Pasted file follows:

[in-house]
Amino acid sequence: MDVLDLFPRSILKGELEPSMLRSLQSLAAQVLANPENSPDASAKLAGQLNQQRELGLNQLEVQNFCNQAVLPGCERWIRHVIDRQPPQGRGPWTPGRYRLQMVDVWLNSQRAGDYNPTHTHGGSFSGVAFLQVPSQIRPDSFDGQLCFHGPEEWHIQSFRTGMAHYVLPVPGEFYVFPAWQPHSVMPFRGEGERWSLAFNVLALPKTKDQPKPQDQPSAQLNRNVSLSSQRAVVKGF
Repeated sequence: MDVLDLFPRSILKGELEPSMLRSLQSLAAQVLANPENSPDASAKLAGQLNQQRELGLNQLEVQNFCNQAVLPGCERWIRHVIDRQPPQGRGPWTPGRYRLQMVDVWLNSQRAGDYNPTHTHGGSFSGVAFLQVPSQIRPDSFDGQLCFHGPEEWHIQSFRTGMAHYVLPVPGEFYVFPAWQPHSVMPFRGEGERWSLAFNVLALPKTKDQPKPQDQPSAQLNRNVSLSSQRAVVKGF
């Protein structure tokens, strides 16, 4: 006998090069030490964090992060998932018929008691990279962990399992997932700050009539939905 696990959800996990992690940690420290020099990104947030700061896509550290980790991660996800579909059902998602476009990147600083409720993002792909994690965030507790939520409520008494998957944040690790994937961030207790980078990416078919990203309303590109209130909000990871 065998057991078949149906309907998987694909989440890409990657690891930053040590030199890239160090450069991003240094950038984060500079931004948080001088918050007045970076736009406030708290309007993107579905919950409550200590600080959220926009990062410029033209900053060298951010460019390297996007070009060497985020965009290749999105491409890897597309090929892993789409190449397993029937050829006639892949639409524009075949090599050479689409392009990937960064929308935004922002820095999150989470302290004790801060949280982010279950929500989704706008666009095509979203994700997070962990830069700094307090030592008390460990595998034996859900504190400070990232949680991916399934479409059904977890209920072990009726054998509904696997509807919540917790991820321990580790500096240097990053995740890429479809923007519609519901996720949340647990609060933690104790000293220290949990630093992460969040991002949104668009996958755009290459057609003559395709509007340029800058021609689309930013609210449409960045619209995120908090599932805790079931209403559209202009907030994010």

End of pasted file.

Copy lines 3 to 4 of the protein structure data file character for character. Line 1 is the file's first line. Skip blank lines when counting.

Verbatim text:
Repeated sequence: MDVLDLFPRSILKGELEPSMLRSLQSLAAQVLANPENSPDASAKLAGQLNQQRELGLNQLEVQNFCNQAVLPGCERWIRHVIDRQPPQGRGPWTPGRYRLQMVDVWLNSQRAGDYNPTHTHGGSFSGVAFLQVPSQIRPDSFDGQLCFHGPEEWHIQSFRTGMAHYVLPVPGEFYVFPAWQPHSVMPFRGEGERWSLAFNVLALPKTKDQPKPQDQPSAQLNRNVSLSSQRAVVKGF
């Protein structure tokens, strides 16, 4: 006998090069030490964090992060998932018929008691990279962990399992997932700050009539939905 696990959800996990992690940690420290020099990104947030700061896509550290980790991660996800579909059902998602476009990147600083409720993002792909994690965030507790939520409520008494998957944040690790994937961030207790980078990416078919990203309303590109209130909000990871 065998057991078949149906309907998987694909989440890409990657690891930053040590030199890239160090450069991003240094950038984060500079931004948080001088918050007045970076736009406030708290309007993107579905919950409550200590600080959220926009990062410029033209900053060298951010460019390297996007070009060497985020965009290749999105491409890897597309090929892993789409190449397993029937050829006639892949639409524009075949090599050479689409392009990937960064929308935004922002820095999150989470302290004790801060949280982010279950929500989704706008666009095509979203994700997070962990830069700094307090030592008390460990595998034996859900504190400070990232949680991916399934479409059904977890209920072990009726054998509904696997509807919540917790991820321990580790500096240097990053995740890429479809923007519609519901996720949340647990609060933690104790000293220290949990630093992460969040991002949104668009996958755009290459057609003559395709509007340029800058021609689309930013609210449409960045619209995120908090599932805790079931209403559209202009907030994010």